Introduction: Safety warnings relating to antipsychotic-associated stroke among older persons in the UK and Italy were issued. However, the impact of these safety warnings on stroke risk has not been measured to date. Objective: The aim of this study was to measure the change in stroke incidence after two safety warnings in both the UK and Italy. Method: A cohort study was conducted using electronic medical records representative of the UK (The Health Improvement Network) and Italy (Health Search—IQVIA Health LPD), containing data on 11 million and 1 million patients, respectively. After each drug safety warning, elderly antipsychotic new initiators were propensity-score matched 1:1:1 on antipsychotic initiators before any safety warning. Stroke incidence within 6 months of antipsychotic initiation, using an intention-to-treat approach, was the main outcome. Results: In the UK and Italy, 6342 and 7587 elderly antipsychotic initiators were identified, respectively. A 42% stroke incidence reduction was seen in the UK after the first safety warning [42.3 (95% confidence interval (CI) 35.2–50.8) vs. 24.4 [95% CI 19.0–31.2] events per 1000 person-years (PYs)], while there was a 60% stroke incidence reduction after the second warning (16.9 [95% CI 12.2–23.4] events per 1000 PYs) compared to before the first warning. There was no significant reduction in stroke incidence in Italy. Conclusion: Antipsychotic safety warnings were followed by a reduction in stroke incidence among older antipsychotic users in the UK, but not Italy.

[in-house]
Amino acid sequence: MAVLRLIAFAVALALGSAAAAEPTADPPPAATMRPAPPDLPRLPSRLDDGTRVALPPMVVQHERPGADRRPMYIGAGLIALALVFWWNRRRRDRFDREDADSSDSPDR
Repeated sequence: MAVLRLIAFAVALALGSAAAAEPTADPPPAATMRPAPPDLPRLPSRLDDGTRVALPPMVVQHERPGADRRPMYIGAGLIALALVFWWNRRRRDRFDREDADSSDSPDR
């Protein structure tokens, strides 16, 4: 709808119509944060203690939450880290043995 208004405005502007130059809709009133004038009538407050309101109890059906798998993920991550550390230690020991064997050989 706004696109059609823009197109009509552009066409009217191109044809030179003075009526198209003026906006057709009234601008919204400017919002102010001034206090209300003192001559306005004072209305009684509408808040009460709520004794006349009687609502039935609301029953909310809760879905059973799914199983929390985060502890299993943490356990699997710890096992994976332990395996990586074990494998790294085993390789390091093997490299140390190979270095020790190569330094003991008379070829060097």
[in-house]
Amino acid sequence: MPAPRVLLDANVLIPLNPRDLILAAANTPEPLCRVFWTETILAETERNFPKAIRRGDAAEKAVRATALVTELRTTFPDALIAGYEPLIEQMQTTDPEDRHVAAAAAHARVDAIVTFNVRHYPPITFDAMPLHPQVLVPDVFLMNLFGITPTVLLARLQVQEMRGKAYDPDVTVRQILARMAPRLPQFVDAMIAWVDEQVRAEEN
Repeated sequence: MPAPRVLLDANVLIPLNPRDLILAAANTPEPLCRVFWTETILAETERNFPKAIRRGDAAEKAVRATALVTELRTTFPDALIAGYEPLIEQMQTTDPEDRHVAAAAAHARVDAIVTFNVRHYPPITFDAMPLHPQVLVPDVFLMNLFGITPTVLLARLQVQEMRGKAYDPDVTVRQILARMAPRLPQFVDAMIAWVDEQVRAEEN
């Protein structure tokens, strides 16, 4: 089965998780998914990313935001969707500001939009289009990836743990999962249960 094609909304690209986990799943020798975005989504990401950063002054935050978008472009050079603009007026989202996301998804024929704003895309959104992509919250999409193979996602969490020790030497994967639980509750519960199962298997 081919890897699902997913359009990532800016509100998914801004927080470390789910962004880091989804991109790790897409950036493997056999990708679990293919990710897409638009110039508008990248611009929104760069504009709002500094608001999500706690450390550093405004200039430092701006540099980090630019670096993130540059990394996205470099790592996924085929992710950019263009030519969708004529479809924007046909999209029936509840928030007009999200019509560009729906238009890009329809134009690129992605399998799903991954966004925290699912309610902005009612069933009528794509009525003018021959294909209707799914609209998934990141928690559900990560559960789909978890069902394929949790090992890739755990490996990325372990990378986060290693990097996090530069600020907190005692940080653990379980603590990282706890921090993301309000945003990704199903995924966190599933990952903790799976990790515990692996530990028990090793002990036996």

ASJC Scopus subject areas
- Pharmacology (medical)